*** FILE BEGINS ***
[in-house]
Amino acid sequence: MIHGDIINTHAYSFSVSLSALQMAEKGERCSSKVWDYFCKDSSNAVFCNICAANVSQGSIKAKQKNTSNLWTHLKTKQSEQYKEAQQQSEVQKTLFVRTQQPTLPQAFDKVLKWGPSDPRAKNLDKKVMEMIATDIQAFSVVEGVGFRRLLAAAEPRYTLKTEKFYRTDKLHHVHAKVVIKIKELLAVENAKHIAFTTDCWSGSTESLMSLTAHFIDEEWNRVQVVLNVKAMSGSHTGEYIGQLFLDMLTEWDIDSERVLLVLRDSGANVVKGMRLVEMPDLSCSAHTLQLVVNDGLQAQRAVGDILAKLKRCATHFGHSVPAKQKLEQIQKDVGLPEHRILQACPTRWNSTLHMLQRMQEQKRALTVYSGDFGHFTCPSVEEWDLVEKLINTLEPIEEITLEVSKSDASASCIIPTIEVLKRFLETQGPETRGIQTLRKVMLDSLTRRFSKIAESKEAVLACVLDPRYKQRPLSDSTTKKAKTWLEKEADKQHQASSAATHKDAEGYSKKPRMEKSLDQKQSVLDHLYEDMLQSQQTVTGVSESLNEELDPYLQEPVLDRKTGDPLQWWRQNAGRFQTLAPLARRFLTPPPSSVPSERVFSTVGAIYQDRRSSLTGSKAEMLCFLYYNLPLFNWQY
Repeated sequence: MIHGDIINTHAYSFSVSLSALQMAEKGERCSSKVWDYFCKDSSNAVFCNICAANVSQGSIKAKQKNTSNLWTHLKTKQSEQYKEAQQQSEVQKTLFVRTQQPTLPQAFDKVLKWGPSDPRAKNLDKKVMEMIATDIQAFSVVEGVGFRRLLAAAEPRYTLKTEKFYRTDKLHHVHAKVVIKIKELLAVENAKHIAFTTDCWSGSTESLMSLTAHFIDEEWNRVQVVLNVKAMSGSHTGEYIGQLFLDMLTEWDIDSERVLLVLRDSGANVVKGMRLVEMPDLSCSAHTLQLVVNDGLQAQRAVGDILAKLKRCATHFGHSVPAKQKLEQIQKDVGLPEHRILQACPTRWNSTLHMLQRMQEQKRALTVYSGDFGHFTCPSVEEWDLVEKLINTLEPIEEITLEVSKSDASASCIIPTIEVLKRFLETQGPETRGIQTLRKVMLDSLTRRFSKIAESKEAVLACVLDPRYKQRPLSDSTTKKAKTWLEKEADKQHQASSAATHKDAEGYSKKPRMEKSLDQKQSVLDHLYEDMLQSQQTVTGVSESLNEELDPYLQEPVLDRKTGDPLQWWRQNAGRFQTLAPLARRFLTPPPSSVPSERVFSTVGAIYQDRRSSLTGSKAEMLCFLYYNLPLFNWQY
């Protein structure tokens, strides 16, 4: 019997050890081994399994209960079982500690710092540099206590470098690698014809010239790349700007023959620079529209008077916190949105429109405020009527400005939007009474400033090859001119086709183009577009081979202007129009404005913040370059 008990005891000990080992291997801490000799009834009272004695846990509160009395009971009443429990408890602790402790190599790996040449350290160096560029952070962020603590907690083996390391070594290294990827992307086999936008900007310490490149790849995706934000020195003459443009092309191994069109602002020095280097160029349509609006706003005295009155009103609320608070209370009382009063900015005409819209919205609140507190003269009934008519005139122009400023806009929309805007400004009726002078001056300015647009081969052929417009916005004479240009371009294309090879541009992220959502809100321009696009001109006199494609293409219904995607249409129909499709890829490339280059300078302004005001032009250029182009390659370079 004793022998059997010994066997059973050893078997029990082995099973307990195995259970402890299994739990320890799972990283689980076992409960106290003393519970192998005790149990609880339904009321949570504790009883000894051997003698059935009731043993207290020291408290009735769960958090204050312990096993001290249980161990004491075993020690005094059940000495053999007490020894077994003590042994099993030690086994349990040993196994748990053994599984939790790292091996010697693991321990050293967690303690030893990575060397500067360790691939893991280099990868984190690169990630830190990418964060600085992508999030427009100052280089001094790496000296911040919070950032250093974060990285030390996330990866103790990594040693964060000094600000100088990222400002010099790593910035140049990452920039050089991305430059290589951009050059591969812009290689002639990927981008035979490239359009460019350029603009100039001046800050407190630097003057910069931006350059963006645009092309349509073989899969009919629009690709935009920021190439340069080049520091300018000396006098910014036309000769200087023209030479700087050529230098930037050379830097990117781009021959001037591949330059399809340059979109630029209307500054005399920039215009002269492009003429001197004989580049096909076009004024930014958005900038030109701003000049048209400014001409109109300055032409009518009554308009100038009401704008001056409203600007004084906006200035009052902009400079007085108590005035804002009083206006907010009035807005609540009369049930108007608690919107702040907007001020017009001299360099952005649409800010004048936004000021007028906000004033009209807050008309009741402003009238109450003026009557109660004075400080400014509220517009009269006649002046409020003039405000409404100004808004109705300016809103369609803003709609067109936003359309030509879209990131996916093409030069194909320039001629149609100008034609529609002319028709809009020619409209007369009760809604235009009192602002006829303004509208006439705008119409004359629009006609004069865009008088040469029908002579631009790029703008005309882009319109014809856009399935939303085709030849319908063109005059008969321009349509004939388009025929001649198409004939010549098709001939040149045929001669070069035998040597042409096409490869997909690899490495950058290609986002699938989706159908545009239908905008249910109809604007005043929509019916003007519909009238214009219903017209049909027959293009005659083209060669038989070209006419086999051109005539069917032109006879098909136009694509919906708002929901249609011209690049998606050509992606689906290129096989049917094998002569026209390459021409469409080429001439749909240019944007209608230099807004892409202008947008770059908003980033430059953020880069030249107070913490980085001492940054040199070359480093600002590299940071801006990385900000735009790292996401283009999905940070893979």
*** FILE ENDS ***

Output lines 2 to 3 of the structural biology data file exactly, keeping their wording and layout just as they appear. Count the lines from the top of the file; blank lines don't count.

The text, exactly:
Amino acid sequence: MIHGDIINTHAYSFSVSLSALQMAEKGERCSSKVWDYFCKDSSNAVFCNICAANVSQGSIKAKQKNTSNLWTHLKTKQSEQYKEAQQQSEVQKTLFVRTQQPTLPQAFDKVLKWGPSDPRAKNLDKKVMEMIATDIQAFSVVEGVGFRRLLAAAEPRYTLKTEKFYRTDKLHHVHAKVVIKIKELLAVENAKHIAFTTDCWSGSTESLMSLTAHFIDEEWNRVQVVLNVKAMSGSHTGEYIGQLFLDMLTEWDIDSERVLLVLRDSGANVVKGMRLVEMPDLSCSAHTLQLVVNDGLQAQRAVGDILAKLKRCATHFGHSVPAKQKLEQIQKDVGLPEHRILQACPTRWNSTLHMLQRMQEQKRALTVYSGDFGHFTCPSVEEWDLVEKLINTLEPIEEITLEVSKSDASASCIIPTIEVLKRFLETQGPETRGIQTLRKVMLDSLTRRFSKIAESKEAVLACVLDPRYKQRPLSDSTTKKAKTWLEKEADKQHQASSAATHKDAEGYSKKPRMEKSLDQKQSVLDHLYEDMLQSQQTVTGVSESLNEELDPYLQEPVLDRKTGDPLQWWRQNAGRFQTLAPLARRFLTPPPSSVPSERVFSTVGAIYQDRRSSLTGSKAEMLCFLYYNLPLFNWQY
Repeated sequence: MIHGDIINTHAYSFSVSLSALQMAEKGERCSSKVWDYFCKDSSNAVFCNICAANVSQGSIKAKQKNTSNLWTHLKTKQSEQYKEAQQQSEVQKTLFVRTQQPTLPQAFDKVLKWGPSDPRAKNLDKKVMEMIATDIQAFSVVEGVGFRRLLAAAEPRYTLKTEKFYRTDKLHHVHAKVVIKIKELLAVENAKHIAFTTDCWSGSTESLMSLTAHFIDEEWNRVQVVLNVKAMSGSHTGEYIGQLFLDMLTEWDIDSERVLLVLRDSGANVVKGMRLVEMPDLSCSAHTLQLVVNDGLQAQRAVGDILAKLKRCATHFGHSVPAKQKLEQIQKDVGLPEHRILQACPTRWNSTLHMLQRMQEQKRALTVYSGDFGHFTCPSVEEWDLVEKLINTLEPIEEITLEVSKSDASASCIIPTIEVLKRFLETQGPETRGIQTLRKVMLDSLTRRFSKIAESKEAVLACVLDPRYKQRPLSDSTTKKAKTWLEKEADKQHQASSAATHKDAEGYSKKPRMEKSLDQKQSVLDHLYEDMLQSQQTVTGVSESLNEELDPYLQEPVLDRKTGDPLQWWRQNAGRFQTLAPLARRFLTPPPSSVPSERVFSTVGAIYQDRRSSLTGSKAEMLCFLYYNLPLFNWQY